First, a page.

Wills, Trusts & Estates Prof Blog

Editor: Gerry W. Beyer
Texas Tech Univ. School of Law

Friday, May 11, 2018

Billionaire Sackler was a Tax Avoider on an Industrial Scale

image from https://s3.amazonaws.com/feather-client-files-aviary-prod-us-east-1/2018-05-11/9064103f-ca42-47a0-943d-bbf761a799c0.pngMortimer Sackler, who lived in the famed Belgravia Square in London, was known for his philanthropic efforts in England and receiving naming rights due to gifts to art institutes. New light has been shined on the ways that Sackler avoided taxes beyond charitable gifts.

Mortimer Sackler's brother, Raymond, is a citizen of America and is domiciled in America, therefore he pays his taxes to America. Mortimer decided to renounce his American citizenship, become a resident of the United States but have no domicile "in any part of the UK.” This could result in Mortimer's portion - especially those in a tax haven such as Bermuda - in their shared business to be taxes less than his brother's. “The domicile of a person is not the same as his residence; you can be here 365 days of the year and still be non-domiciled provided (if you have a foreign domicile of origin) your intention is to leave."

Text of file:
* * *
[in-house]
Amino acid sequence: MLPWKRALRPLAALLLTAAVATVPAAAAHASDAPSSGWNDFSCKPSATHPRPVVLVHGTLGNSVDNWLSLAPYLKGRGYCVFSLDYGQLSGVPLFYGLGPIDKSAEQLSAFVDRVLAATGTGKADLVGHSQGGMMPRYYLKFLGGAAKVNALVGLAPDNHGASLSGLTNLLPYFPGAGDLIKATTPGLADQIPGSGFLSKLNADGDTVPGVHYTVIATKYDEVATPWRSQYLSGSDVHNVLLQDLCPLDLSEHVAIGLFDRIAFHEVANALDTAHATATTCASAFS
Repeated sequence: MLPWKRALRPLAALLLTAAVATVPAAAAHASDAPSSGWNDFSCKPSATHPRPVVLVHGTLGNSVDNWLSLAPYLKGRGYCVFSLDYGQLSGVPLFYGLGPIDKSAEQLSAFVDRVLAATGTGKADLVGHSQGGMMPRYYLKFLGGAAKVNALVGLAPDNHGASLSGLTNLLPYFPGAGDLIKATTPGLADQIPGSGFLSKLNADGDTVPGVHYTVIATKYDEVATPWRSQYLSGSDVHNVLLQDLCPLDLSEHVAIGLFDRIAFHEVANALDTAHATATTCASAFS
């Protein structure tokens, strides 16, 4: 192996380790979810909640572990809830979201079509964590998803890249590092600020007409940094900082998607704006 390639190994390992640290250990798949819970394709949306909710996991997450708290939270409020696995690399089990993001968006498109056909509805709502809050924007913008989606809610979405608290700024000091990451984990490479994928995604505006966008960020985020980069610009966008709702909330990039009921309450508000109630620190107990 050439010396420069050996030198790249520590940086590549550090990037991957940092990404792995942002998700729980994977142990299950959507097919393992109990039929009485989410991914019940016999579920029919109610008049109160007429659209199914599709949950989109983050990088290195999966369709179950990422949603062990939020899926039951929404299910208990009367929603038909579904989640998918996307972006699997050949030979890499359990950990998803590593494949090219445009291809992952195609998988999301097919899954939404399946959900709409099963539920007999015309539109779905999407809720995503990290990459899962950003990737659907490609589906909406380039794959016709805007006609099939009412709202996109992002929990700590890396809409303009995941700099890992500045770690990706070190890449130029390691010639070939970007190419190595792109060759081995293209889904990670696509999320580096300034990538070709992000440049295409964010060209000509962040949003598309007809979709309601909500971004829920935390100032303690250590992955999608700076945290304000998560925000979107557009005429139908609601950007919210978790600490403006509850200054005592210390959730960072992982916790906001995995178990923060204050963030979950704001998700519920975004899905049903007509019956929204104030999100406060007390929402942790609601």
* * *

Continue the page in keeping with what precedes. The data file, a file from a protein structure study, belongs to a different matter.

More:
See David Cohen, The Sackler File: Billionaire Liked to Parade as a Philanthropist.. in Fact He Was Tax Avoider on Industrial Scale, Evening Standard, May 11, 2018.

Special thanks to Joel C. Dobris (Professor of Law, UC Davis School of Law) for bringing this article to my attention.

https://lawprofessors.typepad.com/trusts_estates_prof/2018/05/billionaire-sackler-was-a-tax-avoider-on-an-industrial-scale.html

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Comments

Note the title of the article suggests an inconsistency between charitable giving and tax avoiding behavior. Why would one suppose such a thing?

Posted by: Joseph W. Mooney III | May 13, 2018 8:43:13 AM

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